Festuca spp.
Fescue
DHD
MHD
HEM
NMV
Very drought tolerant. Varies in size, most 6–18 in. Most have attractive leaves of green or blue that complement seed spikes. Excellent small grass for specimen, ground cover, borders, natural areas, and low-care turf. Good species include F. idahoensis, F. subulata, and F. arizonica. Com
Koeleria macrantha
Prairie Junegrass
MHD
HEM
NMV
Moderately drought tolerant. 12–24 in tall. Narrow, green leaves are topped in early spring by silvery seed heads. Good small grass for meadow areas, low-care turf. Can be mowed. Occ
Leymus cinereus
Great Basin Wildrye
DHD
MHD
HEM
Extremely drought tolerant. 5–7 ft tall. Light green or gray leaves give rise to narrow, tall seed spikes. Good tall grass for screening, background, or naturalizing a tall grass meadow. Remains upright through winter. Occ
Panicum virgatum
Switchgrass
MHD
NMV
Moderately drought tolerant. 4–6 ft tall. Attractive tall grass with open, airy reddish or purplish seed panicles. Good for specimen, background, massed planting, or erosion control. Upright types provide winter interest. Many varieties available of which ‘Dallas Blues’ is one of the best. Com
Poa fendleriana
Mutton Bluegrass
DHD
MHD
HEM
NMV
Extremely drought tolerant. 12–24 in tall. Narrow light green leaves topped by short, spiky seed heads. Great small grass for accent, rock gardens, borders, and natural areas. Occ
Poa secunda
Big Bluegrass
DHD
MHD
HEM
NMV
Extremely drought tolerant. 20–30 in tall. Seed heads appear early and stay attractive all summer. Excellent grass for naturalized areas, rock gardens, and borders. Occ
Schizachyrium scoparium
Little Bluestem
DHD
MHD
HEM
Very drought tolerant. 24–36 in tall. Blue-green leaves fade to pinkish orange in fall. Good grass for fringe areas, transition zones, beds and borders, and erosion control. Com
Sorghastrum nutans
Indian Grass
MHD
NMV
Moderately drought tolerant. 5–6 ft tall. From a low leaf mat emerge tall, attractively brown seed spikes. Good tall grass for background, borders, or specimen. Very attractive through the winter. Com
Sporobolus airoides
Alkali Sacaton
DHD
MHD
Very drought tolerant. 30–40 in tall. Late-developing, attractive, airy panicles over rather plain leaf blades. Retains interest through winter. Good for borders, specimen, and erosion control. S. wrightii is a larger version that is less cold hardy. Occ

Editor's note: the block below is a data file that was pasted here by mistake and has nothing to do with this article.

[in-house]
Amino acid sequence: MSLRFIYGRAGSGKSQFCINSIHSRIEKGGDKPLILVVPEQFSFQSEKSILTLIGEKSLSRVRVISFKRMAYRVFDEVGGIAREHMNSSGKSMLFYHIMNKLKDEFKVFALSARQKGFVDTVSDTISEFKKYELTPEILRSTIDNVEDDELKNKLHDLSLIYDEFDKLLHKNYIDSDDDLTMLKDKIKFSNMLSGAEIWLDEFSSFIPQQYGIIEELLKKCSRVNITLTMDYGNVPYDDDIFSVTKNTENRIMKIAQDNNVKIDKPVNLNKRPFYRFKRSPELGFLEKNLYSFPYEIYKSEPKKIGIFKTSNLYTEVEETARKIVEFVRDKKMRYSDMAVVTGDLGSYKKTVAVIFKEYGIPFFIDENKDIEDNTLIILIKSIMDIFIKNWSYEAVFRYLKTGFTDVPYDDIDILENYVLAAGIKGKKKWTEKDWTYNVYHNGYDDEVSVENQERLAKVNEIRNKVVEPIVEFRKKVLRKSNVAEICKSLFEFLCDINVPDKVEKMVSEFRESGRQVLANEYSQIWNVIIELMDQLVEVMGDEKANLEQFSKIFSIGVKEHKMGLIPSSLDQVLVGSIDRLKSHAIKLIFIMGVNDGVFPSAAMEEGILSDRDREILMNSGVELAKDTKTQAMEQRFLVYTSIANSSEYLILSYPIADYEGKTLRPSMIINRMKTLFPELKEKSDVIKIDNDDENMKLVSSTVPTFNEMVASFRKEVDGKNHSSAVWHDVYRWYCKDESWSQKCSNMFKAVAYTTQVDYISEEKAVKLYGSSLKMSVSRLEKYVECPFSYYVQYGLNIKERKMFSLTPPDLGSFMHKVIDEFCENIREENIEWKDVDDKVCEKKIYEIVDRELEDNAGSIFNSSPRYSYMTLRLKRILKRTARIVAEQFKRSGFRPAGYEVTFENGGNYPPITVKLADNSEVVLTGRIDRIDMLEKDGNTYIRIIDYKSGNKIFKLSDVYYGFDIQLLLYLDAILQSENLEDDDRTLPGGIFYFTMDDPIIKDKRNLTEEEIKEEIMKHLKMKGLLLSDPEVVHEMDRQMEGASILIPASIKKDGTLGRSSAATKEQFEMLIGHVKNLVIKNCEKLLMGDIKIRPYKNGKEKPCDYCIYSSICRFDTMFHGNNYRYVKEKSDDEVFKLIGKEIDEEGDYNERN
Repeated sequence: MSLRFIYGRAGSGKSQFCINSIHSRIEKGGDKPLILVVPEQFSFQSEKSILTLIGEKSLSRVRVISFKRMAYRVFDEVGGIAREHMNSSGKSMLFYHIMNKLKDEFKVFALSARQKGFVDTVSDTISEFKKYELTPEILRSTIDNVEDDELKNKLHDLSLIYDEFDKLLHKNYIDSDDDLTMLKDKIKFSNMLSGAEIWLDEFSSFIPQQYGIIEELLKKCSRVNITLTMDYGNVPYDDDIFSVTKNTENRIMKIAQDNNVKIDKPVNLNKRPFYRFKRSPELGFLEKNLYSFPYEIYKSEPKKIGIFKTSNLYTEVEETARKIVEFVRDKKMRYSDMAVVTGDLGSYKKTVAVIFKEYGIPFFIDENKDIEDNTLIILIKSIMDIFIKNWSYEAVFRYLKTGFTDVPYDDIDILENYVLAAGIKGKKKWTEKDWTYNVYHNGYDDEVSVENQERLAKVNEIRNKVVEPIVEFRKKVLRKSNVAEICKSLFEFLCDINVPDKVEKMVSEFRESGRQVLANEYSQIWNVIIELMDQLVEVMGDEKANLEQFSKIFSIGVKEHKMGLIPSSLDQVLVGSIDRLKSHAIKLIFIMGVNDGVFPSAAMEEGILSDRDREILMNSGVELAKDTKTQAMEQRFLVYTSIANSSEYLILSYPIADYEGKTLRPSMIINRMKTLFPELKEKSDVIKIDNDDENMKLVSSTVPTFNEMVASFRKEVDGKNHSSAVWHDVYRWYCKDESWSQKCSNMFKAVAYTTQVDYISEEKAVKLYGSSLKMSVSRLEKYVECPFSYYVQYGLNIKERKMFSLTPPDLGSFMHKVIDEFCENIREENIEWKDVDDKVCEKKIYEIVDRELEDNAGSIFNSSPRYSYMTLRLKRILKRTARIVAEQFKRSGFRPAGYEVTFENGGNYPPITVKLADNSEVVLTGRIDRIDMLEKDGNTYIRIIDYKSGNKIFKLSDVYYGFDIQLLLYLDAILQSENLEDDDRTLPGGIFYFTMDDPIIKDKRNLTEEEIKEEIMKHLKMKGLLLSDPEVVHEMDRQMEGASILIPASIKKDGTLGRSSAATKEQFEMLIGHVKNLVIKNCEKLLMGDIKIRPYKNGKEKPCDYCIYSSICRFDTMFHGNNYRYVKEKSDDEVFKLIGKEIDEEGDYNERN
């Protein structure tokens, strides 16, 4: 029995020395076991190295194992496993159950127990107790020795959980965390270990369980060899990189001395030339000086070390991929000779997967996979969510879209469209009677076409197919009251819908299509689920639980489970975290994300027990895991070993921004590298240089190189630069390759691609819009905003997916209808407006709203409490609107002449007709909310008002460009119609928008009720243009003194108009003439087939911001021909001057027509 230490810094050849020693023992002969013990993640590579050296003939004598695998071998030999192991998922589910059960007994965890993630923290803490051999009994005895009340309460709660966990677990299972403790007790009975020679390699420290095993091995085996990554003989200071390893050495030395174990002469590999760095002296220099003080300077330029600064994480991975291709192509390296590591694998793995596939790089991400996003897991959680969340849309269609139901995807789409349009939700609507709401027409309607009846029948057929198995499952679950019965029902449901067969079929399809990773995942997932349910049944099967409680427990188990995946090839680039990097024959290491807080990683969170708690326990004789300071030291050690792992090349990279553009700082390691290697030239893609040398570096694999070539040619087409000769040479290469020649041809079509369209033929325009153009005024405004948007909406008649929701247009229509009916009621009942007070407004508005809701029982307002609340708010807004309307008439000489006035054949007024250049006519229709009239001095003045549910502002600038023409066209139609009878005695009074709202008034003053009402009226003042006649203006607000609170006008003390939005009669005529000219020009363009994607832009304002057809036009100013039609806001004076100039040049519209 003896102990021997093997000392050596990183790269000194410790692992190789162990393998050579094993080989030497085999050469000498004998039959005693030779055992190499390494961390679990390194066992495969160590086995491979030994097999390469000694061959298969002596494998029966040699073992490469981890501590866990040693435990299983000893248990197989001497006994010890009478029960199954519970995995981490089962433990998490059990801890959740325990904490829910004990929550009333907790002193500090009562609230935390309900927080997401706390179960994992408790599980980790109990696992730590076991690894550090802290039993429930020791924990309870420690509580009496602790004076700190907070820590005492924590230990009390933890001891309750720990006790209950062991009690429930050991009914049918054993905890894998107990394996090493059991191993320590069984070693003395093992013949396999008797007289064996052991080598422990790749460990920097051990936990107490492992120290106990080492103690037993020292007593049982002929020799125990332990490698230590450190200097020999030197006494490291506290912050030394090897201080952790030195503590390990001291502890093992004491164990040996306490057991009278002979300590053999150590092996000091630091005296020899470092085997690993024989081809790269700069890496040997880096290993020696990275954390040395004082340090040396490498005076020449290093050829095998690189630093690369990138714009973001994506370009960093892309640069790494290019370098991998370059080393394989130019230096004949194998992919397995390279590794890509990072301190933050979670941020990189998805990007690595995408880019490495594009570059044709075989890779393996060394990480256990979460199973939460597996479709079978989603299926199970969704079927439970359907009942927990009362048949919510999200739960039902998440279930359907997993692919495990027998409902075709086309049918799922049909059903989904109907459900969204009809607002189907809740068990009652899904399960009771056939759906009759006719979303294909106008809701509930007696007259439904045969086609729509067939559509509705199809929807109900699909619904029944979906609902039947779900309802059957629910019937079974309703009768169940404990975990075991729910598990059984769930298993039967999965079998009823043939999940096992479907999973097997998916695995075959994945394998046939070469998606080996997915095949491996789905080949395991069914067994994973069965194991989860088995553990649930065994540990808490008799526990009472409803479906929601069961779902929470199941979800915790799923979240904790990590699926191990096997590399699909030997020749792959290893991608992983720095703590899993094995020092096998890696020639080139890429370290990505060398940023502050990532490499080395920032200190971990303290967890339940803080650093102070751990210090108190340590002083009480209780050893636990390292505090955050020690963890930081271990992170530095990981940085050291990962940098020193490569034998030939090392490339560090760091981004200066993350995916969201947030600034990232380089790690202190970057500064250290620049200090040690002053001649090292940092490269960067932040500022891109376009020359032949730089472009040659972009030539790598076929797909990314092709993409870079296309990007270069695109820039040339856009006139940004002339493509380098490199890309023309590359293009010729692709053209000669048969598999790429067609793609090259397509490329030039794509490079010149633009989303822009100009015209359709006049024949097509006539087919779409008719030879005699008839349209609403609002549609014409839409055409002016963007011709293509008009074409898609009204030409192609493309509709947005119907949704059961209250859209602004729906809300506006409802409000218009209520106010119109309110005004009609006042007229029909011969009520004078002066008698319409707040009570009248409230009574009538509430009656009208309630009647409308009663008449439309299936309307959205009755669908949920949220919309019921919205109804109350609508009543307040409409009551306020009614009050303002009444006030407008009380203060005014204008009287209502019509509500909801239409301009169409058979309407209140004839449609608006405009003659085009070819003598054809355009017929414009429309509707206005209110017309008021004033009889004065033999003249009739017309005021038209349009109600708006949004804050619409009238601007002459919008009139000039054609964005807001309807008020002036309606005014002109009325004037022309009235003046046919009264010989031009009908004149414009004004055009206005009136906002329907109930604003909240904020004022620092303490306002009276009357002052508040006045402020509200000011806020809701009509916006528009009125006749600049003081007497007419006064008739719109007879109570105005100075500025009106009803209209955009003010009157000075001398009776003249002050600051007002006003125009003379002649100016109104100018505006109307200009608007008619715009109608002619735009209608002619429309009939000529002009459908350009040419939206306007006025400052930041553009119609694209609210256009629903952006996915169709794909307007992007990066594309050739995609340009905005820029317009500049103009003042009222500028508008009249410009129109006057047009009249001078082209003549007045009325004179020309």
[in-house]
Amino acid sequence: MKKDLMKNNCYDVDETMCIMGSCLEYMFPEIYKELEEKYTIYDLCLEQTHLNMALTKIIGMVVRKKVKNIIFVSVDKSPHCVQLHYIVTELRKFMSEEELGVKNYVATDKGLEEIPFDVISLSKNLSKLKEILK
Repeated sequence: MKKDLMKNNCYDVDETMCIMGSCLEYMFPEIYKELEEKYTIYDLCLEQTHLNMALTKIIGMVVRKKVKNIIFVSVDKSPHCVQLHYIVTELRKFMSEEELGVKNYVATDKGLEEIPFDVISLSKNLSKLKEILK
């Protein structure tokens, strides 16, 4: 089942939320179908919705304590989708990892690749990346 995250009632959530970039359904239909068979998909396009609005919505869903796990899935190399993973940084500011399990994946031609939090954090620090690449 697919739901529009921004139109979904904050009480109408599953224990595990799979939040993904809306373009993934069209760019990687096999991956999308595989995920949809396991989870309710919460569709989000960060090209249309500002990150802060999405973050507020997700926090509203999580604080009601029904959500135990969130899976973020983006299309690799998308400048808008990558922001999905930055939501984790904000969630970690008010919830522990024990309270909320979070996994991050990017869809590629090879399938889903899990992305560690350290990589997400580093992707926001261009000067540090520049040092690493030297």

Sporobolus cryptandrus
Sand Dropseed
DHD
MHD
HEM
NMV
Very drought tolerant. 30–40 in tall. Upright grass with seed heads that remain embedded in the sheath. Good for natural areas, erosion control, and slopes. Occ
1Regional Adaptation and Landscape Use:
DHD = Dry High-Desert landscape, sagebrush steppe areas, no irrigation
MHD = Modified High-Desert landscape, sagebrush steppe, supplemental irrigation
HEM = High-Elevation Mountain landscape, montane and mountain brush, no irrigation
NMV = Northern Mountain/Valley landscape, montane coniferous forest, no irrigation
2Availability in the Nursery Trade:
Com = Commonly available from both traditional and specialty nurseries
Occ = Occasionally available, usually from nurseries specializing in native plants
Rare = Uncommon in the nursery trade; may require careful search or starting from seed
Tufted hairgrass
Tufted hairgrass is great for background, specimen, understory accent, rock gardens, or beds and borders.
Idaho fescue
Fescues, including Idaho fescue, make great small specimen plants.

Finding Sources of Native Plants

Identifying native plant species for local climates may take a little homework, but it is not especially difficult. Finding sources from which to purchase those plants is often more complicated. Demand for native plants is continually growing, but supply is erratic because many native plant species require specialized propagation procedures or may grow too slowly to be marketable within a single season, making them less profitable in nursery production. However, with a little creativity, you can still find sources of most desirable plants. It should be noted that plants should never be dug from the wild. It is appropriate to gather seeds in the fall, but it is never appropriate to remove native plants from their natural habitat.

If potted stock is not available, you can find and purchase seeds of most native plants. When that fails, you can collect your own seeds of many species. Establishment from seed is more complex than from nursery stock. Some seeds may require special treatment or handling procedures, and others may not survive to the transplant stage without good greenhouse facilities. As an alternative, try contracting with a greenhouse operator to produce finished plants. Producing your own plants can be extremely rewarding and will vastly expand the palette of plants available for your landscape.

The following is a list of nurseries and companies that commonly sell native plant materials and/or seed that are adapted to Idaho’s short-season, high-altitude regions and climates.

Note: These nurseries are included for your convenience and information. No endorsement of these nurseries is intended nor is criticism implied of similar nurseries not mentioned.

Native Plant Materials

In-State

Draggin’ Wing High Desert Nursery
5300 Stinger Drive
Boise, ID 83703
Ph: 208-345-4199
Email: see https://waterthriftyplants.com/locationcontact/
Web: waterthriftyplants.com

Paradise Gardens Rare Plant Nursery
1731 Black Mountain Rd
Bonners Ferry, ID 83805
Email: wildwood@inbox.com or see http://www.rareplantnursery.net/contact.html
Web: www.rareplantnursery.net

Prairie Bloom Nursery
5602 State Route 270
Pullman, WA 99163-8708
(on the border of Idaho)
Ph: 509-332-4425